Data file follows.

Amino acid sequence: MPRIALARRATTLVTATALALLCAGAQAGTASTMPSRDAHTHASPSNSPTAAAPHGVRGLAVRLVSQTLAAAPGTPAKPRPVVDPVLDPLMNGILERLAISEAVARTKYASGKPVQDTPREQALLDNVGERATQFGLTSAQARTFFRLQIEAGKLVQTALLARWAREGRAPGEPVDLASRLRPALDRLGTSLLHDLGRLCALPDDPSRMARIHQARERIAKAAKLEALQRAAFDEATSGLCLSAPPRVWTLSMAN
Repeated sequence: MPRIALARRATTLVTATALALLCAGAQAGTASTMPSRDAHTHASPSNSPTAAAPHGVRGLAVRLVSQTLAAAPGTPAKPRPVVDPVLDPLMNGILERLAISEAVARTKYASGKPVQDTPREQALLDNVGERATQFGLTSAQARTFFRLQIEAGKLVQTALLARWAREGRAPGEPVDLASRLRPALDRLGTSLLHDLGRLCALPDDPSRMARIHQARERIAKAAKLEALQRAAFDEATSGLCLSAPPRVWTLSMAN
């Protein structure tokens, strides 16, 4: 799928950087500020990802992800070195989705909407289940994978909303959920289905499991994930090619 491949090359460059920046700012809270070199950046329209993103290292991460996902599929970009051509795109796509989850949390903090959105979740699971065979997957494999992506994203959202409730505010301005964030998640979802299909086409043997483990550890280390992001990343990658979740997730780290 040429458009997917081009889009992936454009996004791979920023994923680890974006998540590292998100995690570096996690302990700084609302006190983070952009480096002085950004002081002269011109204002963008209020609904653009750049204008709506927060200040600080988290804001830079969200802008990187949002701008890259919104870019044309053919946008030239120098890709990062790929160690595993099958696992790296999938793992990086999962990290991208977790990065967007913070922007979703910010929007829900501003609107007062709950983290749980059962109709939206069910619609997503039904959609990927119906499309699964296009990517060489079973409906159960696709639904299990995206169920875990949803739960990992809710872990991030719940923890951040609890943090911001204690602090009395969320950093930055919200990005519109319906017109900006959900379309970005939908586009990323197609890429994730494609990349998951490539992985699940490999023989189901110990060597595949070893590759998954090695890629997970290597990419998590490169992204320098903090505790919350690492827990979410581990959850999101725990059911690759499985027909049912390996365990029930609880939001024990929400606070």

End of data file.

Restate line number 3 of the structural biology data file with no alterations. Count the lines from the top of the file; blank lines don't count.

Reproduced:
């Protein structure tokens, strides 16, 4: 799928950087500020990802992800070195989705909407289940994978909303959920289905499991994930090619 491949090359460059920046700012809270070199950046329209993103290292991460996902599929970009051509795109796509989850949390903090959105979740699971065979997957494999992506994203959202409730505010301005964030998640979802299909086409043997483990550890280390992001990343990658979740997730780290 040429458009997917081009889009992936454009996004791979920023994923680890974006998540590292998100995690570096996690302990700084609302006190983070952009480096002085950004002081002269011109204002963008209020609904653009750049204008709506927060200040600080988290804001830079969200802008990187949002701008890259919104870019044309053919946008030239120098890709990062790929160690595993099958696992790296999938793992990086999962990290991208977790990065967007913070922007979703910010929007829900501003609107007062709950983290749980059962109709939206069910619609997503039904959609990927119906499309699964296009990517060489079973409906159960696709639904299990995206169920875990949803739960990992809710872990991030719940923890951040609890943090911001204690602090009395969320950093930055919200990005519109319906017109900006959900379309970005939908586009990323197609890429994730494609990349998951490539992985699940490999023989189901110990060597595949070893590759998954090695890629997970290597990419998590490169992204320098903090505790919350690492827990979410581990959850999101725990059911690759499985027909049912390996365990029930609880939001024990929400606070």